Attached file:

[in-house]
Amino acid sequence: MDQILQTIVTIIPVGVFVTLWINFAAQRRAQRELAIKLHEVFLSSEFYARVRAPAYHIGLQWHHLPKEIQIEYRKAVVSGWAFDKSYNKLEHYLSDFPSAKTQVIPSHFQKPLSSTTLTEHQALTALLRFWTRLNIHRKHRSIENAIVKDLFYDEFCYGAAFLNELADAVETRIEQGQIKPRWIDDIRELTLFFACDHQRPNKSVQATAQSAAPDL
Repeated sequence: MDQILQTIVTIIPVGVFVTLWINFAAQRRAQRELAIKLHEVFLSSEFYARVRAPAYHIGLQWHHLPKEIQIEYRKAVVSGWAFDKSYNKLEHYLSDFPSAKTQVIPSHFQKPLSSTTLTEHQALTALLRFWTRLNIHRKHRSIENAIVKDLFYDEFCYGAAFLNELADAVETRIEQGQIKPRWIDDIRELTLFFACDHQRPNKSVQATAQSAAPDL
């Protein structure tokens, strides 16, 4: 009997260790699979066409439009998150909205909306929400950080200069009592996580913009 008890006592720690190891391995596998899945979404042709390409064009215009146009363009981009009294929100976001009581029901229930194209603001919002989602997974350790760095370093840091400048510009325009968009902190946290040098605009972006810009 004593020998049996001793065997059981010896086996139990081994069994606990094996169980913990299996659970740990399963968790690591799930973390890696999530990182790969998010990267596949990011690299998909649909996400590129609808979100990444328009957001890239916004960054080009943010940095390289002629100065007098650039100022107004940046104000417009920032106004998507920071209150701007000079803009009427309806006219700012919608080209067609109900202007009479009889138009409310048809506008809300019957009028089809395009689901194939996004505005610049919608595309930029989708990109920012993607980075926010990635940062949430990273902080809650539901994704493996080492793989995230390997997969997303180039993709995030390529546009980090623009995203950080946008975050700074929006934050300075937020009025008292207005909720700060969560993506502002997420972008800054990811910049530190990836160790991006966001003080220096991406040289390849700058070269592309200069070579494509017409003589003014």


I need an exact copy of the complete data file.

[in-house]
Amino acid sequence: MDQILQTIVTIIPVGVFVTLWINFAAQRRAQRELAIKLHEVFLSSEFYARVRAPAYHIGLQWHHLPKEIQIEYRKAVVSGWAFDKSYNKLEHYLSDFPSAKTQVIPSHFQKPLSSTTLTEHQALTALLRFWTRLNIHRKHRSIENAIVKDLFYDEFCYGAAFLNELADAVETRIEQGQIKPRWIDDIRELTLFFACDHQRPNKSVQATAQSAAPDL
Repeated sequence: MDQILQTIVTIIPVGVFVTLWINFAAQRRAQRELAIKLHEVFLSSEFYARVRAPAYHIGLQWHHLPKEIQIEYRKAVVSGWAFDKSYNKLEHYLSDFPSAKTQVIPSHFQKPLSSTTLTEHQALTALLRFWTRLNIHRKHRSIENAIVKDLFYDEFCYGAAFLNELADAVETRIEQGQIKPRWIDDIRELTLFFACDHQRPNKSVQATAQSAAPDL
């Protein structure tokens, strides 16, 4: 009997260790699979066409439009998150909205909306929400950080200069009592996580913009 008890006592720690190891391995596998899945979404042709390409064009215009146009363009981009009294929100976001009581029901229930194209603001919002989602997974350790760095370093840091400048510009325009968009902190946290040098605009972006810009 004593020998049996001793065997059981010896086996139990081994069994606990094996169980913990299996659970740990399963968790690591799930973390890696999530990182790969998010990267596949990011690299998909649909996400590129609808979100990444328009957001890239916004960054080009943010940095390289002629100065007098650039100022107004940046104000417009920032106004998507920071209150701007000079803009009427309806006219700012919608080209067609109900202007009479009889138009409310048809506008809300019957009028089809395009689901194939996004505005610049919608595309930029989708990109920012993607980075926010990635940062949430990273902080809650539901994704493996080492793989995230390997997969997303180039993709995030390529546009980090623009995203950080946008975050700074929006934050300075937020009025008292207005909720700060969560993506502002997420972008800054990811910049530190990836160790991006966001003080220096991406040289390849700058070269592309200069070579494509017409003589003014």